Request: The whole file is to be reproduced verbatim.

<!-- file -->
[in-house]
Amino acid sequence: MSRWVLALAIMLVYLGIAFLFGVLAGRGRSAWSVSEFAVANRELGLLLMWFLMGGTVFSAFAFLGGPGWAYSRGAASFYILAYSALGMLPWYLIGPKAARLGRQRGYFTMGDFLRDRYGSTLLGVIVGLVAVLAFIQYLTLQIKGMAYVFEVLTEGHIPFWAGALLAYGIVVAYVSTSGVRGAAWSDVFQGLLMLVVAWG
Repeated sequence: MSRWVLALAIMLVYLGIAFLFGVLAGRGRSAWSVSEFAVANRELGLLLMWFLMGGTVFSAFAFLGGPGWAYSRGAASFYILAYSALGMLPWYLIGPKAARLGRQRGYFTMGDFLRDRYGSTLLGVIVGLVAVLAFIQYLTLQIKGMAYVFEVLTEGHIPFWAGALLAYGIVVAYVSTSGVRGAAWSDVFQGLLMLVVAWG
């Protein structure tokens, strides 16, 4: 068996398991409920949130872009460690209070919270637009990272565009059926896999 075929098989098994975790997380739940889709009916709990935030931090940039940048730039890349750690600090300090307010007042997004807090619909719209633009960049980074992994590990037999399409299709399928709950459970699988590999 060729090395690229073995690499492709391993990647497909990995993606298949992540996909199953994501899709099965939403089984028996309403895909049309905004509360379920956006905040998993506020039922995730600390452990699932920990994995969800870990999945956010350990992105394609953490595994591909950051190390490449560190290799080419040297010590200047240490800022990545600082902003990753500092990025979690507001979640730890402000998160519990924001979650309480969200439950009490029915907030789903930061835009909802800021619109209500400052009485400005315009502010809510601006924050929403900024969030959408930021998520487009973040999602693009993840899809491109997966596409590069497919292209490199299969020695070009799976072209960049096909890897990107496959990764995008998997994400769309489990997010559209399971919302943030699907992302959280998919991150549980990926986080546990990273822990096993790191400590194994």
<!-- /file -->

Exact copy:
[in-house]
Amino acid sequence: MSRWVLALAIMLVYLGIAFLFGVLAGRGRSAWSVSEFAVANRELGLLLMWFLMGGTVFSAFAFLGGPGWAYSRGAASFYILAYSALGMLPWYLIGPKAARLGRQRGYFTMGDFLRDRYGSTLLGVIVGLVAVLAFIQYLTLQIKGMAYVFEVLTEGHIPFWAGALLAYGIVVAYVSTSGVRGAAWSDVFQGLLMLVVAWG
Repeated sequence: MSRWVLALAIMLVYLGIAFLFGVLAGRGRSAWSVSEFAVANRELGLLLMWFLMGGTVFSAFAFLGGPGWAYSRGAASFYILAYSALGMLPWYLIGPKAARLGRQRGYFTMGDFLRDRYGSTLLGVIVGLVAVLAFIQYLTLQIKGMAYVFEVLTEGHIPFWAGALLAYGIVVAYVSTSGVRGAAWSDVFQGLLMLVVAWG
């Protein structure tokens, strides 16, 4: 068996398991409920949130872009460690209070919270637009990272565009059926896999 075929098989098994975790997380739940889709009916709990935030931090940039940048730039890349750690600090300090307010007042997004807090619909719209633009960049980074992994590990037999399409299709399928709950459970699988590999 060729090395690229073995690499492709391993990647497909990995993606298949992540996909199953994501899709099965939403089984028996309403895909049309905004509360379920956006905040998993506020039922995730600390452990699932920990994995969800870990999945956010350990992105394609953490595994591909950051190390490449560190290799080419040297010590200047240490800022990545600082902003990753500092990025979690507001979640730890402000998160519990924001979650309480969200439950009490029915907030789903930061835009909802800021619109209500400052009485400005315009502010809510601006924050929403900024969030959408930021998520487009973040999602693009993840899809491109997966596409590069497919292209490199299969020695070009799976072209960049096909890897990107496959990764995008998997994400769309489990997010559209399971919302943030699907992302959280998919991150549980990926986080546990990273822990096993790191400590194994």